Key Differences Between Professional Liability and Employment Practices Coverage

Raffi Kodikian

October 11, 2021

Raffi Kodikian On the Key Differences Between Professional Liability

Professional Liability Vs. Employment Practices Liability Coverages: Raffi Kodikian Explains the Difference

Professional liability and employment practices liability may sound similar when a business owner is determining what kind of coverage they want for the company.  It would be easy to confuse them, largely because they’re both designed to help protect the business on behalf of the owner. However, the two cover very different events. Kodikian is a broker in the industry and an expert in liability. He explains why employers should have both policies to really protect themselves.

What Does Professional Liability Cover?

Professional liability covers mistakes on the part of the business, including negligence and poor performance. For instance, let’s say a baker makes two wedding cakes for two weddings on the same day. When he arranges the drop-off though, he mixes up the cakes. If the groom was allergic to one of the ingredients in this ‘new’ cake, Kodikian explains that professional liability would cover expenses related to the error.

What Does Employment Practices Liability Insurance Coverage?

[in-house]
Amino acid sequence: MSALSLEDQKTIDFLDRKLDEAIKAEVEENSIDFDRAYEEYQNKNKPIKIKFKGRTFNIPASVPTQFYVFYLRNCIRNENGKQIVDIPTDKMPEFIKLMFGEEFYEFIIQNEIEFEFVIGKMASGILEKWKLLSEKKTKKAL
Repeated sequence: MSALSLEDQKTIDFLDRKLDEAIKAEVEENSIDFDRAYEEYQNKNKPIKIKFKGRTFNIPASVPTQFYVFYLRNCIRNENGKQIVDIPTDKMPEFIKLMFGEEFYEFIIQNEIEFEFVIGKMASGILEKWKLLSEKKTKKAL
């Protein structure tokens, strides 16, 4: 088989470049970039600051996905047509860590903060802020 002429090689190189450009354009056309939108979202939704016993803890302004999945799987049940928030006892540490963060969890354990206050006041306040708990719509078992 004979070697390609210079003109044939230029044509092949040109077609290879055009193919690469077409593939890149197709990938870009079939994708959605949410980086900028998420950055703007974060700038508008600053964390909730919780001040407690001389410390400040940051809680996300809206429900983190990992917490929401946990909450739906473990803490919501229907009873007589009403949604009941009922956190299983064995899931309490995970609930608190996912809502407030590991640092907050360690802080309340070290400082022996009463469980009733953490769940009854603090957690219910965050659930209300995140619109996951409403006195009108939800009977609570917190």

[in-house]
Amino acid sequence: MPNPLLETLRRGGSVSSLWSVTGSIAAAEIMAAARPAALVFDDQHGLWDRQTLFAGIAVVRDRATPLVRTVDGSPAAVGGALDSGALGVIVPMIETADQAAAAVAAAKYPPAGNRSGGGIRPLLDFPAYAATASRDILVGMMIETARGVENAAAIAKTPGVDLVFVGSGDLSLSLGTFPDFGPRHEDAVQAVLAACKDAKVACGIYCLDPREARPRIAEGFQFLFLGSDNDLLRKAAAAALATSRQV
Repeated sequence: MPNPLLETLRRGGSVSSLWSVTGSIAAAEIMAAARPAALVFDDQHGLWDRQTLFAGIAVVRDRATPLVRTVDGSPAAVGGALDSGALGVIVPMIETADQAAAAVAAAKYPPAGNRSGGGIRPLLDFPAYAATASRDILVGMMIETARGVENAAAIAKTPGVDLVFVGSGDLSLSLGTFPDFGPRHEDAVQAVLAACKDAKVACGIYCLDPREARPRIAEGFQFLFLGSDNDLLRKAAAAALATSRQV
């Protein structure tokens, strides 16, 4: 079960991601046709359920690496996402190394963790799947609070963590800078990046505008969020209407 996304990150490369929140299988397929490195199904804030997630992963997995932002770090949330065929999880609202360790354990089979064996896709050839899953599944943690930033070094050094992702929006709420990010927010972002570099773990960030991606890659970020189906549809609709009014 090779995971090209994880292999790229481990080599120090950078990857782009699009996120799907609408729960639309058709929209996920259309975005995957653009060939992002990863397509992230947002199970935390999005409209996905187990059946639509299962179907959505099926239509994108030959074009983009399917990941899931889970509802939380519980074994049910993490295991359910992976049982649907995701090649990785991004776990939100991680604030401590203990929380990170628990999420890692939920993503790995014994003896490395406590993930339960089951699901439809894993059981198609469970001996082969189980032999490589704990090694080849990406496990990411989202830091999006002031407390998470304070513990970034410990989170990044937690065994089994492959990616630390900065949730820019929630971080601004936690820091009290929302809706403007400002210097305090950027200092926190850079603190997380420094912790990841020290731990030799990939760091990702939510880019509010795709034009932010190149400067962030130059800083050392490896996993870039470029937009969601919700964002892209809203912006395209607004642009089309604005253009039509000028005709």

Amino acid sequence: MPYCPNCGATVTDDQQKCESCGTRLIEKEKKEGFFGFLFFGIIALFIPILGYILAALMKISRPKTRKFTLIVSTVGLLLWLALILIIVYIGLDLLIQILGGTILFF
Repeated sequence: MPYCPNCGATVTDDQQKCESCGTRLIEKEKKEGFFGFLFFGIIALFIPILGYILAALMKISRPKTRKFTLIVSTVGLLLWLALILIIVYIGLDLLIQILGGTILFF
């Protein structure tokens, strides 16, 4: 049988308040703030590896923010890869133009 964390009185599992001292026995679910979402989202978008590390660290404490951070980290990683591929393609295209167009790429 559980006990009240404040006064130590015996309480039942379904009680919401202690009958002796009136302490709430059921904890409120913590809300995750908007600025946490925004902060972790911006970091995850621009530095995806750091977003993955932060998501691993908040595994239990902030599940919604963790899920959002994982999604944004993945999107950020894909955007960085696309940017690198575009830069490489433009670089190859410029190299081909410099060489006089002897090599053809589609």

Employment Practices Liability Insurance Coverage (EPLI) covers accusations against the employers on behalf of the employee. This includes discrimination, retaliation, violation of the Family Medical Leave Act, and wrongful actions. For instance, let’s say an employer denies a raise to their employee because it’s not in the budget, but the employee believes they were denied the raise because they recently had a child and needed to take some time off. If the employee decided to sue for retaliation, Kodikian says that EPLI would cover the costs associated with this claim.

Raffi Kodikian: What To Know About Your Policies

The most important thing for an employer to know about their policies is when and where they’ll need them. No one is immune to making mistakes or being wrongfully accused by their employees. Kodikian says that it’s possible to limit the odds of this happening with air-tight quality checks and better hiring policies, but it’s not a substitute for having coverage in case an expensive lawsuit lands on an employer’s door.

One thing to keep in mind when considering coverage is the financial limits and the terms of the policy. If an employee sues for wrongful termination several years after they’re let go, will the employer be able to file a claim under the original policy they had at the time or the one they carry now? If the suit drags on for months, is there a limit to how much the policy will cover? Kodikian knows that policy conditions can get confusing, but answering these questions is the best way to prepare long before anything occurs.